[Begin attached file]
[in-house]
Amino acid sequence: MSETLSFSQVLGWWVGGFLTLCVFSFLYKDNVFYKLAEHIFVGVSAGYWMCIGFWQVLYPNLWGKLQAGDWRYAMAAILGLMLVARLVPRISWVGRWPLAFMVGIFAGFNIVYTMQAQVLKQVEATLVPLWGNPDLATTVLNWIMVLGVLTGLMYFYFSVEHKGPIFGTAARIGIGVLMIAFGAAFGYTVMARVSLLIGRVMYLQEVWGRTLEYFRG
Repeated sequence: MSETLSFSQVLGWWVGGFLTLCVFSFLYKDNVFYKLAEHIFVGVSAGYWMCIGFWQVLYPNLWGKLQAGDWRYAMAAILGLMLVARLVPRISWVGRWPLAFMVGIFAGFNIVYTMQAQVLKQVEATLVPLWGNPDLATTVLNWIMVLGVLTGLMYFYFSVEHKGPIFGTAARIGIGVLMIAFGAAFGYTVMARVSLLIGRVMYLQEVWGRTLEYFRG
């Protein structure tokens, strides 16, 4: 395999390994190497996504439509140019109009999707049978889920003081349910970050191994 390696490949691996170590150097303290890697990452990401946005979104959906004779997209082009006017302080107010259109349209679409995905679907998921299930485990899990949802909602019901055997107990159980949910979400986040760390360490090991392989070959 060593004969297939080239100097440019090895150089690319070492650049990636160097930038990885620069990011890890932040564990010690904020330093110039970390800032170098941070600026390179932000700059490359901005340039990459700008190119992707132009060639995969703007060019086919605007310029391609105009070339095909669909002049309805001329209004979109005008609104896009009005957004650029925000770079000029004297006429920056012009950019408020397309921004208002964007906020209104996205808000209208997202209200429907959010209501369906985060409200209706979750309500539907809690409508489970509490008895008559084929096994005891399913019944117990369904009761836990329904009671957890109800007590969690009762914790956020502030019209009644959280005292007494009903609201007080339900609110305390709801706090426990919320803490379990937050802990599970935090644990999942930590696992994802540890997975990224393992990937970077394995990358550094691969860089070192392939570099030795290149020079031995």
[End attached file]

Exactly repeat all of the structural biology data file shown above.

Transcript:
[in-house]
Amino acid sequence: MSETLSFSQVLGWWVGGFLTLCVFSFLYKDNVFYKLAEHIFVGVSAGYWMCIGFWQVLYPNLWGKLQAGDWRYAMAAILGLMLVARLVPRISWVGRWPLAFMVGIFAGFNIVYTMQAQVLKQVEATLVPLWGNPDLATTVLNWIMVLGVLTGLMYFYFSVEHKGPIFGTAARIGIGVLMIAFGAAFGYTVMARVSLLIGRVMYLQEVWGRTLEYFRG
Repeated sequence: MSETLSFSQVLGWWVGGFLTLCVFSFLYKDNVFYKLAEHIFVGVSAGYWMCIGFWQVLYPNLWGKLQAGDWRYAMAAILGLMLVARLVPRISWVGRWPLAFMVGIFAGFNIVYTMQAQVLKQVEATLVPLWGNPDLATTVLNWIMVLGVLTGLMYFYFSVEHKGPIFGTAARIGIGVLMIAFGAAFGYTVMARVSLLIGRVMYLQEVWGRTLEYFRG
């Protein structure tokens, strides 16, 4: 395999390994190497996504439509140019109009999707049978889920003081349910970050191994 390696490949691996170590150097303290890697990452990401946005979104959906004779997209082009006017302080107010259109349209679409995905679907998921299930485990899990949802909602019901055997107990159980949910979400986040760390360490090991392989070959 060593004969297939080239100097440019090895150089690319070492650049990636160097930038990885620069990011890890932040564990010690904020330093110039970390800032170098941070600026390179932000700059490359901005340039990459700008190119992707132009060639995969703007060019086919605007310029391609105009070339095909669909002049309805001329209004979109005008609104896009009005957004650029925000770079000029004297006429920056012009950019408020397309921004208002964007906020209104996205808000209208997202209200429907959010209501369906985060409200209706979750309500539907809690409508489970509490008895008559084929096994005891399913019944117990369904009761836990329904009671957890109800007590969690009762914790956020502030019209009644959280005292007494009903609201007080339900609110305390709801706090426990919320803490379990937050802990599970935090644990999942930590696992994802540890997975990224393992990937970077394995990358550094691969860089070192392939570099030795290149020079031995």